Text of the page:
critical care question

  1. I start critical care clinicals tomorrow. I am excited and nervous at the same time.

    Our insrtuctor has advised us to bring a bag with our critical care manual, drug book, lab book, calipers, tape and wound measuring tool, preceptor paperwork, and anything else to write down things we'll need for our patinet profile. I have PDA with great programs but may not take it until I see how a day goes, because I don't want to lose it. But I could keep it my pants pocket.....

    To the studnets that have gone to CC, is there anything else I should bring?? Also any advice on how not to get "eaten alive" by the preceptor??? I want to work close with him/her but don't want to be in the way. Please any CC advice is welcome, even if I have not questioned it specifically.
  2. Visit regglynn profile page

    About regglynn

    Joined: Mar '06; Posts: 78; Likes: 18
    OR nurse
    Specialty: General Surgery & Open Heart Teams; NICU

    3 Comments

  3. by   Pompom
    I hate that cliche' "eaten alive", that said, I precept in CCU and love new nurses! Remember to look up any medication that you don't know, (know the side effects, half life, etc.), know your lab values especially na, K, Mg, iCa, h/h, pt/inr, PTT. Relax and enjoy your experience. You won't be allowed to screw up or kill anyone, your preceptor is responsible and will have your back. Simple things like showing up ON TIME for report is important. If a call light goes off even if it is not your assigned pt. ANSWER IT, don't be afraid to answer the phone either. If another pt. is having an interesting test or procedure ask if you can watch. Help transfer pt's to CT & watch, the techs will explain what you see. Good luck.
  4. by   regglynn
    Thanks for the tips.
    And as for being on time, we have to be on the floor by 6:30 am, but I am such an anal person about being not being late, I am plannning on getting on the floor by 6 so I can observe the nurses before report.

    Thanks again

    I hate that cliche too. But our instructors have been using that so much this past week. I don't know if they are trying to play with us or scare us to death.......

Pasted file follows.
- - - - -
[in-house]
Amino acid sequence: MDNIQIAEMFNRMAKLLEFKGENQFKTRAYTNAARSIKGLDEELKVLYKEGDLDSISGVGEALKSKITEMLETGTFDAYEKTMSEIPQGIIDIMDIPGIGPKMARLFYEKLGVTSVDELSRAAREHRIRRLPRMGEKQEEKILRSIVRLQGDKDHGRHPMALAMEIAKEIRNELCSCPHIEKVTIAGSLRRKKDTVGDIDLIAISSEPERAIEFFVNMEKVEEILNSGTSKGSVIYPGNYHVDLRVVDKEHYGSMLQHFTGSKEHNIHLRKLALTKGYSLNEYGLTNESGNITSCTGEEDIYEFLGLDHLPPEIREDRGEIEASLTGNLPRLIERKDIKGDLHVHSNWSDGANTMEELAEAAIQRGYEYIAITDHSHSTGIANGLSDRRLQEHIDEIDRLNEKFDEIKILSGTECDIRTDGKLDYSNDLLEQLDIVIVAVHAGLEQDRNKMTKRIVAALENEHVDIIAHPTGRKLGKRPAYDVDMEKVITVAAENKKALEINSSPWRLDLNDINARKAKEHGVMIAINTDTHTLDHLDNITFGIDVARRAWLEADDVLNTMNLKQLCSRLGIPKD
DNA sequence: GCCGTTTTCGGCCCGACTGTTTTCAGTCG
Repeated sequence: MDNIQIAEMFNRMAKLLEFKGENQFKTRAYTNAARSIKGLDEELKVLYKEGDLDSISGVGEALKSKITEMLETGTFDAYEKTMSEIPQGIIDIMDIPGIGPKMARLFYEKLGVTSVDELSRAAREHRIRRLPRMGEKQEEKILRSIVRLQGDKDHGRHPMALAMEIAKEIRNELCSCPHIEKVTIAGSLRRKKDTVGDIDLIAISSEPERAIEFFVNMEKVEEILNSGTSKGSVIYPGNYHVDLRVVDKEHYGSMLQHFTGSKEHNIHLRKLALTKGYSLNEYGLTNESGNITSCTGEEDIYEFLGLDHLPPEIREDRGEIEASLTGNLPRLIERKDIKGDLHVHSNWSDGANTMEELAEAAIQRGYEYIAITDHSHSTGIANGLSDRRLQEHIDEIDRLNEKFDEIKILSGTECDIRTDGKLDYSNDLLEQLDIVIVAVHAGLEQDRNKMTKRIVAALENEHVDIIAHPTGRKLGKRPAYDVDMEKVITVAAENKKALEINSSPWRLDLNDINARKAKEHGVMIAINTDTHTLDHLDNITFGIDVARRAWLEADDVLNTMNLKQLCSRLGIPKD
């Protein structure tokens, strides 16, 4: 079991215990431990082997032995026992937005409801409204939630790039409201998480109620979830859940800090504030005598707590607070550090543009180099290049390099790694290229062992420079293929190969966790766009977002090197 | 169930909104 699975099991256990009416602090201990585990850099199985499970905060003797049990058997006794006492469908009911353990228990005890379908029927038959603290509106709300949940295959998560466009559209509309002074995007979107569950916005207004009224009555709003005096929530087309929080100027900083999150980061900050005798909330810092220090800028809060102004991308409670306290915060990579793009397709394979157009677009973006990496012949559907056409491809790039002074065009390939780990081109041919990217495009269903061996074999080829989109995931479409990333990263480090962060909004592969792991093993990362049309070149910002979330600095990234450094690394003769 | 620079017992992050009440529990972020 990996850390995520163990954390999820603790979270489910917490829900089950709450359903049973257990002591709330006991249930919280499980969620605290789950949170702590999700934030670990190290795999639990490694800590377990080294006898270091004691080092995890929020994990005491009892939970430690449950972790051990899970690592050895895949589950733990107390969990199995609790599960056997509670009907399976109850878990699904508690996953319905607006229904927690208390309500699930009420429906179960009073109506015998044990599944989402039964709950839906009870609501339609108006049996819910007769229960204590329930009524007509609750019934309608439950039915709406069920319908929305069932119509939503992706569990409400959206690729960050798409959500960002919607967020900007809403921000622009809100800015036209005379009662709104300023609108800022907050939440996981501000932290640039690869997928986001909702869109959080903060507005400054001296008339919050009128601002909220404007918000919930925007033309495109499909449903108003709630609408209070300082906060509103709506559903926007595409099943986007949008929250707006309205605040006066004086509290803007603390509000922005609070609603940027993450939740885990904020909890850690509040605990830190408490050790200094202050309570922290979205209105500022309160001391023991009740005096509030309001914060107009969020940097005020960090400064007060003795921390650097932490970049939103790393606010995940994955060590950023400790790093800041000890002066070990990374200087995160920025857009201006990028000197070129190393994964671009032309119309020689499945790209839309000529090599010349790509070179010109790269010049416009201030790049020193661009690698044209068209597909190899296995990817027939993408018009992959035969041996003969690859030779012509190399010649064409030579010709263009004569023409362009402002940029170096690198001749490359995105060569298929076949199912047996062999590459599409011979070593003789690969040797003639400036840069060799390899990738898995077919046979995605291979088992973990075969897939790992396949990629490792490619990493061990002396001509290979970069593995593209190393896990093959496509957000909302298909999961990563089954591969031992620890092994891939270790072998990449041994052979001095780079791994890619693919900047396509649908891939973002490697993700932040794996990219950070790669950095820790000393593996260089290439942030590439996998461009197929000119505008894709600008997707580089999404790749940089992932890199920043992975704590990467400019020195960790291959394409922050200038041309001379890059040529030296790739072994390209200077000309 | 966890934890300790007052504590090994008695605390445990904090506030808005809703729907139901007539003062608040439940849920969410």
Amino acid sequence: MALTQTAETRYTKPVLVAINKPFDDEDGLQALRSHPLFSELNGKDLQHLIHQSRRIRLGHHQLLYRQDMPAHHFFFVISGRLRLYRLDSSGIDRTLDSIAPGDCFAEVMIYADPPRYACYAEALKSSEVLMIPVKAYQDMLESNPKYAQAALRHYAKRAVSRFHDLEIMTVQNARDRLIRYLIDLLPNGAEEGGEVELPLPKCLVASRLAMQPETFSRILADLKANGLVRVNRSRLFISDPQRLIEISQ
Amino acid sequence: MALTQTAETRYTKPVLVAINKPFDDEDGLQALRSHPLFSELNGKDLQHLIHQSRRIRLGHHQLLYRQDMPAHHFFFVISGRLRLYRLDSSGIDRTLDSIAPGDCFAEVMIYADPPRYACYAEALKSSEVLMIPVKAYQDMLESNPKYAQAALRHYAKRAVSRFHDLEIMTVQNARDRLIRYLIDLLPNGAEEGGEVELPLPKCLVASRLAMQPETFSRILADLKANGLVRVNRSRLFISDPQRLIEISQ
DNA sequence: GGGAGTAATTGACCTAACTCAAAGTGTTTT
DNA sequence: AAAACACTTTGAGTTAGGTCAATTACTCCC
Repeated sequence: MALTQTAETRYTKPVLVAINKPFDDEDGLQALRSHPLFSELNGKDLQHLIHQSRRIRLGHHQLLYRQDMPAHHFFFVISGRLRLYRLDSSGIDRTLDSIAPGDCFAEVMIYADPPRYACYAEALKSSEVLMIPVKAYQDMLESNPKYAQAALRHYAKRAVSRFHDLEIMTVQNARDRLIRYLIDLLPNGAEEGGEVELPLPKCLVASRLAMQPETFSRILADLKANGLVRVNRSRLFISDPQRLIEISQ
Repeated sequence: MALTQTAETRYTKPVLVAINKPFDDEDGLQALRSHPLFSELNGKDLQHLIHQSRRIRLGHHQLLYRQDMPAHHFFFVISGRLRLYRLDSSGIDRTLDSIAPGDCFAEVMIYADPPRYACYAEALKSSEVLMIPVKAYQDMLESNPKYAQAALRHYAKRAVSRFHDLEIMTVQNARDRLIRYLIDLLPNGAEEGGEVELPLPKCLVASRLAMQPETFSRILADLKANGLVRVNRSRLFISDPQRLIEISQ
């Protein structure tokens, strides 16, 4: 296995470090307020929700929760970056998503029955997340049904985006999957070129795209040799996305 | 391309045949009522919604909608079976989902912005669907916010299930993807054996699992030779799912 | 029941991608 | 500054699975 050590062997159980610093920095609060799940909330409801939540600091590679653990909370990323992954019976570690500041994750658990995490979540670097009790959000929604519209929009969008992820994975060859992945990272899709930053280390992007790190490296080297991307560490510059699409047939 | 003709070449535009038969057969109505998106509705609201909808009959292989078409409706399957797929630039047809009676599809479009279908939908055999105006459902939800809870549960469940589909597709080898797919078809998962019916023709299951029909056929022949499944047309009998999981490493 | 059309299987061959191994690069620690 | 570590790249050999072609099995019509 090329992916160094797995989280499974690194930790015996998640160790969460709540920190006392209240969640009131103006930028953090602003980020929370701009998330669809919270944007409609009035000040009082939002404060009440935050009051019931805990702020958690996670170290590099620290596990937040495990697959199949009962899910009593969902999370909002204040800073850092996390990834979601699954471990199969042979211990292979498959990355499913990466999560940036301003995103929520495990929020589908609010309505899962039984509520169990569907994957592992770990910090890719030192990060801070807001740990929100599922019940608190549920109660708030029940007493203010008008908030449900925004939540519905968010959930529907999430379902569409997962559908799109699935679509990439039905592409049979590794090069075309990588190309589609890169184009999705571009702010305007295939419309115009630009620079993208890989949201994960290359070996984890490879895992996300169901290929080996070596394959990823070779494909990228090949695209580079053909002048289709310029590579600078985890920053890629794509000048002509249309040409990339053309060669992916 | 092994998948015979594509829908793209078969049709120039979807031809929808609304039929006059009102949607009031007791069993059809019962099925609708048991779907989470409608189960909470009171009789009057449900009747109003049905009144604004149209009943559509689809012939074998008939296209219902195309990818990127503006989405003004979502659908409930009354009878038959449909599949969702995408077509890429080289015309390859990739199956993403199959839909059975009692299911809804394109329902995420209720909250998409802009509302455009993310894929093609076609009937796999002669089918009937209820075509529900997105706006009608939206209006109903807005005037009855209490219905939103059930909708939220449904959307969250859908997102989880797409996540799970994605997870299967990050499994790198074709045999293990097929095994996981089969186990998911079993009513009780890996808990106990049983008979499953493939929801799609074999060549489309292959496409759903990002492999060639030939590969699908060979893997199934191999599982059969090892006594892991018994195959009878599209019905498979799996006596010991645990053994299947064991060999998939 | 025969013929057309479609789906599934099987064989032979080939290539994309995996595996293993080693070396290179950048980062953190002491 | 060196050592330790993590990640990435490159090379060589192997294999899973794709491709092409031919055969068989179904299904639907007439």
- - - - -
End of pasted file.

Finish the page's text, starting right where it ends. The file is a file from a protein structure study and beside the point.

5. by   cardiacRN2006
    When I was in nursing school, I found that the ICU nurses were the kindest to students.
    I've had 2 students in the past 2 weeks. How fun! Big difference between the two of them. First, let me say that they weren't assigned to me (because I'm new), but they could tell I was a kind soul so they would talk to me a lot. Plus, my pts had cool stuff to do like conscious sedation, NGT placement, vents, etc. So I would call them over to try out new things.

    First student was very outgoing! Wanted to see everything, asked a ton of pertninent questions, and was so excited to do new tasks. The other was very quite and subdue. She stuck to her nurse for the most part, didn't stray far from her rooms, but was polite and kind. I was more like the second girl when I was in school, but some of the nurses thought that she was a little odd because she was so quiet.

    I told them that as nursing students, they are used to getting ignored and mistreated, and so they may just be reserved. I think we all forget how awful nursing school can be.

    SOoooo, my advice on what to bring would be a good attitiude (even if the nurses suck), and a willingness to learn. Tell yourself that this is only one day, and you will get through it, and to boot, you are going to get a great nursing experience regardless of the staff.

    Good Luck!

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